• 4–6 green onions, top trimmed, halved length-wise

  • 1 lime or lemon, sliced (optional)

  • 3/4 cup roughly chopped fresh dill for garnish

Procedure:


1. In a small bowl, whisk together lime juice, olive oil and melted butter with a dash of seasoned salt. Stir in the shallots, garlic and capers.

2. In a separate small bowl, mix together the seasoned salt, pepper, cumin and garlic powder. Spice fish fillets each on both sides.

3. Place the fish fillets on a lightly-oiled large baking pan or dish. Cover with the buttery lime mixture you prepared earlier. Now arrange the green onion halves and lime slices on top.

4. Bake in 375 degrees F-heated oven for 10-15 minutes. Do not overcook.

5. Remove the fish fillets from the oven and garnish with the chopped fresh dill.


Tayberry Jam Bars




Ingredients:

  • 1/2 cup pecans

  • 1 cup all-purpose flour, spooned into measuring cup and leveled-off with a knife

  • 1/2 cup unsweetened coconut flakes

  • 1/4 cup old-fashioned rolled oats

  • Heaping 1/4 teaspoon salt

  • 1/4 teaspoon baking powder

  • 1 stick unsalted butter, softened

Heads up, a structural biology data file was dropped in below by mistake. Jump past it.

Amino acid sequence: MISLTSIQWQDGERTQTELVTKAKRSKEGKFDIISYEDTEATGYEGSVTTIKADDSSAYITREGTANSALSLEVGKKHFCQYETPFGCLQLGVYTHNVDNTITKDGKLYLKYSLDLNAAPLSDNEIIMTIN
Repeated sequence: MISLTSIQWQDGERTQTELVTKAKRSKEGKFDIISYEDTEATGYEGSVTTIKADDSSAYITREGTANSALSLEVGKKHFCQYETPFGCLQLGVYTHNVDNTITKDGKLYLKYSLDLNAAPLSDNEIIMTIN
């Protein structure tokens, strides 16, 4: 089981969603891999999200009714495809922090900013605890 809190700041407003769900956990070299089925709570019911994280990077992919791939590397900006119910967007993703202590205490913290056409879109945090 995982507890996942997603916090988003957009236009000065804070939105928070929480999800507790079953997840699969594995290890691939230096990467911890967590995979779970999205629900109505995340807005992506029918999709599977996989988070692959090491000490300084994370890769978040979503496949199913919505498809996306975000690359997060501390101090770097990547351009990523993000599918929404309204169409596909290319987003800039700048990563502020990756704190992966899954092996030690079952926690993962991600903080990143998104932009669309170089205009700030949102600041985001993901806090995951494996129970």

• 1/2 cup granulated sugar

  • 1/4 cup packed light brown sugar

  • 1 large egg

  • 1/2 cup tayberry jam

Procedure:

  1. Preheat the oven to 350°F and adjust the oven rack to the middle position. Line an 8-inch square baking dish with heavy-duty aluminum foil so that it overlaps the sides and spray with nonstick cooking spray.

  2. In the bowl of a food processor fitted with the steel blade, place the pecans, flour, coconut, oats, salt, and baking powder. Blend until the mixture has a fine, sand-like texture. Set aside.

  3. In the bowl of an electric mixer, beat the butter with the granulated sugar and brown sugar on medium speed until light and creamy, a few minutes. Add the egg and beat until well combined. Add the flour mixture to the butter mixture and beat on low speed until just combined. The dough will be sticky. Place 2/3 of the dough on the bottom of the prepared baking dish, using an offset spatula to spread it into an even layer. (If you don’t have an offset spatula, lightly wet your fingers and press the dough into an even layer.) Spread the jam over the surface of the dough, leaving ¼-inch space between the jam and the sides of the baking dish so the bars won’t stick to the foil. Pinch off 1-inch clumps of the remaining dough and scatter evenly over top of the jam. The dough won’t cover the entire surface; that’s okay. Bake for about 35 minutes, until the topping is golden brown.

  4. Let the jam bars cool in the baking dish on a rack for about 15 minutes. Using the foil overhang, lift the bars out of the pan and onto the countertop. Pull the foil away from the sides to prevent sticking, and then let sit until completely cool, a few hours. Cut into 16 bars. Cover the bars with foil and store at room temperature for up to two days.


If you have any questions feel free to email us ocean2table@gmail.com or text us at (831) 295-8403.

Thank you for supporting your local farms, fishermen and fisherwomen!